First of all, "finito" is not one of the special verbs (modal, perception, feeling or causative) after which an infinitive can follow directly, so we need some preposition in front of the infinitive.
As the lesson's Tips and notes tell us, di can express specification. We can talk about someone having finished doing one thing or another. Specifically, we are talking about reading, so it is "di leggere".
Sorry, that is not how you say it in English. The continuous form of the infinitive has to be used in this case, so you have to say "reading" rather than "to read". That is because of the verb "to finish". With some other verbs it is OK to use "to read" e.g. "They have started to read" is OK. This probably has something to do with the fact that when you finish something it is something that you have been doing for some time, and therefore the form of the verb that follows has to show something of the continuous nature of the activity that you have finished. However when you start something, as in the second example, this does not apply and so the "to" form of the infinitive is OK (you can also say "started reading" so both forms are OK after the verb "to start").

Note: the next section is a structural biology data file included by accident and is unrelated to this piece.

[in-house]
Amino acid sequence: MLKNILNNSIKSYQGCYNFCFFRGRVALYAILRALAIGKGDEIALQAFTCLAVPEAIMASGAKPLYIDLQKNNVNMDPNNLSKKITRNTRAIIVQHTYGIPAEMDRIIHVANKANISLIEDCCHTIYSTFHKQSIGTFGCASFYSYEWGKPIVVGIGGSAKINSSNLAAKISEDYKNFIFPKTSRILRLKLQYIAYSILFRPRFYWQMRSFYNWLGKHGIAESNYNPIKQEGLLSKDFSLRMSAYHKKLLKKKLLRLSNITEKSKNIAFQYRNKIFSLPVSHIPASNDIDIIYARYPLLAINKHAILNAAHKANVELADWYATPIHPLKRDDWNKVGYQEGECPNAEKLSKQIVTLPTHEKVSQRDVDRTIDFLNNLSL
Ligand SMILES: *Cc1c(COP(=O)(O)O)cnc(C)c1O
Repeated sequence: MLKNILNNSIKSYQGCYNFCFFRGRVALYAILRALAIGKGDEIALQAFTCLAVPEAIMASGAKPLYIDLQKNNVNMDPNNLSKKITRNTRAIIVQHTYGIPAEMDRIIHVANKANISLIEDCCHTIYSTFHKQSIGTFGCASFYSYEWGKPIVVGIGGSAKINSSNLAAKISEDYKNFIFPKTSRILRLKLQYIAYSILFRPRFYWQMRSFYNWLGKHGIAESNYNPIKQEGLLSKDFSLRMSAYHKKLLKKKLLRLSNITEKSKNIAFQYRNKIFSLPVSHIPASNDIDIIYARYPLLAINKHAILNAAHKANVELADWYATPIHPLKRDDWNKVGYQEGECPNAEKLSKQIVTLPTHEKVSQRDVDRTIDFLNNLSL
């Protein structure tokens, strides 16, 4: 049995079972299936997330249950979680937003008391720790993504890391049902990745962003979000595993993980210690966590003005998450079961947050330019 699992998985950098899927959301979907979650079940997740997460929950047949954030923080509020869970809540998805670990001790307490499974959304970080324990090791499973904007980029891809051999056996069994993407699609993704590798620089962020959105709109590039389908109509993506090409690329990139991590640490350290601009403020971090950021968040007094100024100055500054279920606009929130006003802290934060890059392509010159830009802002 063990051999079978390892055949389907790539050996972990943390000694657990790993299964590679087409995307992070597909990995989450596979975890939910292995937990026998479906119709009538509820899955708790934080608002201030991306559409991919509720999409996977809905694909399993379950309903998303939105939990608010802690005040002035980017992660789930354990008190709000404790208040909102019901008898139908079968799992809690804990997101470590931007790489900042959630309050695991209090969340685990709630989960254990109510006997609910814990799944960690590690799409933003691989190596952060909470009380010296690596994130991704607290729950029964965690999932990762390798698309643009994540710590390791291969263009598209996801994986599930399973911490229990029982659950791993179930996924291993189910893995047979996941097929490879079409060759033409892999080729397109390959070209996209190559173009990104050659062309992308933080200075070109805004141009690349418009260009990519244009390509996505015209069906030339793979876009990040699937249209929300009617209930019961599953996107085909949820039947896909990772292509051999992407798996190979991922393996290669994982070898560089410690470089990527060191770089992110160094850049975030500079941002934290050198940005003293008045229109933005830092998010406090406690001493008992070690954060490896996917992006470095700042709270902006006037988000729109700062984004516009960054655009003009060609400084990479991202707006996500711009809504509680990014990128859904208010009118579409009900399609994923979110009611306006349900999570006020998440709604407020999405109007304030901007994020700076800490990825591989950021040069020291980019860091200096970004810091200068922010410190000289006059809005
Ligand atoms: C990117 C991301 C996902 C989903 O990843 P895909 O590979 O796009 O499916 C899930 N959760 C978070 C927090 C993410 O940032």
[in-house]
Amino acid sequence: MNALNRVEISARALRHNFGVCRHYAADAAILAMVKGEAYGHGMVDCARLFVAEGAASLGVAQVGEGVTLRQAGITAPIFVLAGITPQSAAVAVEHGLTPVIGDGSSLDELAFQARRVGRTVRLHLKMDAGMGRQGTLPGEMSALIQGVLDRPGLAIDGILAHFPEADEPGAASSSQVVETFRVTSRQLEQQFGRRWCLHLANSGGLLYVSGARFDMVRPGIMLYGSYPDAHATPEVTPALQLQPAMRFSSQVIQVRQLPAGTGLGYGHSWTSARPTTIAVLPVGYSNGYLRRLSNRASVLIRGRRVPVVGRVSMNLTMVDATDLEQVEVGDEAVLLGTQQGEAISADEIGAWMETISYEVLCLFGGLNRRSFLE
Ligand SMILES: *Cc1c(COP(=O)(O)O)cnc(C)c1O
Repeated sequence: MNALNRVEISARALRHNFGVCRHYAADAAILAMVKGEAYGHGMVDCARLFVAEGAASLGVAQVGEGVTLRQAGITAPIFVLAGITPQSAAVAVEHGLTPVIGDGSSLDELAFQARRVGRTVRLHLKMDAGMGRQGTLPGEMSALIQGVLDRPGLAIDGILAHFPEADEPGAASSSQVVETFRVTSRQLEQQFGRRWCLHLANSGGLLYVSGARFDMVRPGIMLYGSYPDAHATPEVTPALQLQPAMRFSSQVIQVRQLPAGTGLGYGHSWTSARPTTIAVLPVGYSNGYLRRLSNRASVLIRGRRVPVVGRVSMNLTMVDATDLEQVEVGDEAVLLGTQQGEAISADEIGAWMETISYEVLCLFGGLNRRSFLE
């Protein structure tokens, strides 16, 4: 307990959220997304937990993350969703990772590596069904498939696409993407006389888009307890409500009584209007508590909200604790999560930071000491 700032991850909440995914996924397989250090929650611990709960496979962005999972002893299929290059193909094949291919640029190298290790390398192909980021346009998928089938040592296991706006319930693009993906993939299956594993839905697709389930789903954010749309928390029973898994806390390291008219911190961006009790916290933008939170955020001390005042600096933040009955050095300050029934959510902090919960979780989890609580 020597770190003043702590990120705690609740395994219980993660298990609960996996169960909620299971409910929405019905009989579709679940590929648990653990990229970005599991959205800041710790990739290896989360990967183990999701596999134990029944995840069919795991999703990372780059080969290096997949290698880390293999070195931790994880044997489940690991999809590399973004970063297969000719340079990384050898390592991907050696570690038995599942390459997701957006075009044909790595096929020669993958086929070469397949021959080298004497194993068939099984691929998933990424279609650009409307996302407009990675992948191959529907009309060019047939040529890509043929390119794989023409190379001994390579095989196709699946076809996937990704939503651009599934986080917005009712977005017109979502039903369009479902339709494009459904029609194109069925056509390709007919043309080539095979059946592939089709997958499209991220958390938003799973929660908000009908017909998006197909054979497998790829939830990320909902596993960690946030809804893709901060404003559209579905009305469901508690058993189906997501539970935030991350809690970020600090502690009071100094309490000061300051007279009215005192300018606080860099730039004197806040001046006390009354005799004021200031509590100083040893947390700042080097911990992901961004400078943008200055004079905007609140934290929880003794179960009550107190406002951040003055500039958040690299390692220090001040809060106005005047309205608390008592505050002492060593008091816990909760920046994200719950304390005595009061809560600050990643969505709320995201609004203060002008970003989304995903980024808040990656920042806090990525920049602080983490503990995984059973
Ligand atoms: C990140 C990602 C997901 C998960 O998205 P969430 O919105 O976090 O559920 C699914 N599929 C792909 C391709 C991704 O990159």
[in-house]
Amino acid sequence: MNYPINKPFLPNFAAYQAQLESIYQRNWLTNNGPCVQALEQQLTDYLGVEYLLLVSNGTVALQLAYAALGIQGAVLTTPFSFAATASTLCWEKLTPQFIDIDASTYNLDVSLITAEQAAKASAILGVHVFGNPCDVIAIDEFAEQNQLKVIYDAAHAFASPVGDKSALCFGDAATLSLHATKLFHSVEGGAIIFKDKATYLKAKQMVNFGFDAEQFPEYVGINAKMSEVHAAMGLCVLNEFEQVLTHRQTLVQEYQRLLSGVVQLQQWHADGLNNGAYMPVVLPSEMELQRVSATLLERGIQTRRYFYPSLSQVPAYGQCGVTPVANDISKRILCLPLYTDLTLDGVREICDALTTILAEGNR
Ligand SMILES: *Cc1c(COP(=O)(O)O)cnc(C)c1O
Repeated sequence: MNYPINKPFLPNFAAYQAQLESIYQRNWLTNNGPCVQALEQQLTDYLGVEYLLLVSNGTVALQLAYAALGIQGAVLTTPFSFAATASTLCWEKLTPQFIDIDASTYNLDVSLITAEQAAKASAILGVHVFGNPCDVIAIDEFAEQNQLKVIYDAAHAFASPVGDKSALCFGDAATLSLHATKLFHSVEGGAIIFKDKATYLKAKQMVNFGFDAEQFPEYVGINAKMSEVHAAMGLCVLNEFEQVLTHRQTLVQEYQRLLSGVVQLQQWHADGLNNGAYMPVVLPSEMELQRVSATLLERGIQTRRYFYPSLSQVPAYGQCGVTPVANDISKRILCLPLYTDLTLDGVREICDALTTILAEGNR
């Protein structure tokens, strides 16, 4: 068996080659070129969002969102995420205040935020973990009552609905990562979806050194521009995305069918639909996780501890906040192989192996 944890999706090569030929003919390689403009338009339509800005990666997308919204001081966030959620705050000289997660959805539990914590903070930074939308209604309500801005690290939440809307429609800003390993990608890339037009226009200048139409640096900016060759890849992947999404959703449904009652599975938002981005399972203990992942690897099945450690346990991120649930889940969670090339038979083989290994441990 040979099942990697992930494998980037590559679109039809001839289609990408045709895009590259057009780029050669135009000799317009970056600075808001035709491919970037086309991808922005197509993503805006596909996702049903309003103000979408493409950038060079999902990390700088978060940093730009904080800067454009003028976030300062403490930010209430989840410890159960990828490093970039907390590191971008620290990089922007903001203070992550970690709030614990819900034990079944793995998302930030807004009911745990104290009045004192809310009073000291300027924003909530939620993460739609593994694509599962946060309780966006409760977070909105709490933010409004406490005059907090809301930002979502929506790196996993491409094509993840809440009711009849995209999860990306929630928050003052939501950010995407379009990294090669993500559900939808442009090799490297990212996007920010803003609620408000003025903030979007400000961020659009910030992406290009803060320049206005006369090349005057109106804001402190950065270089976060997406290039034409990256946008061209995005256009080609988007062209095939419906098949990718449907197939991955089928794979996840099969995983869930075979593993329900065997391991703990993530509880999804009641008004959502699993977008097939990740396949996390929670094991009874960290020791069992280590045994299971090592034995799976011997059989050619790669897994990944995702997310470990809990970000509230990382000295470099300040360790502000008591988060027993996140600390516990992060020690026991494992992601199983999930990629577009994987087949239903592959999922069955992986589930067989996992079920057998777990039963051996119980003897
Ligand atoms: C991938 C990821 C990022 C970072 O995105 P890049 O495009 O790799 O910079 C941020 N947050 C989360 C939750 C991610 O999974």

Tips and notes of Verbs: Infinitive 1:
The Italian infinitive has many uses.
- It's the common way to turn a verb into a noun, something for which English tends to prefer the gerund
- It's used for negative or generic imperatives
- It's also used in many, very common, infinitive propositions
As a rule, when the subject of a subordinate sentence is the same as the one of the main sentence, the subordinate should be "shortened" into an infinitive proposition: but in many cases the same happens for subordinates referring to the object of the main sentence, or acting as its object.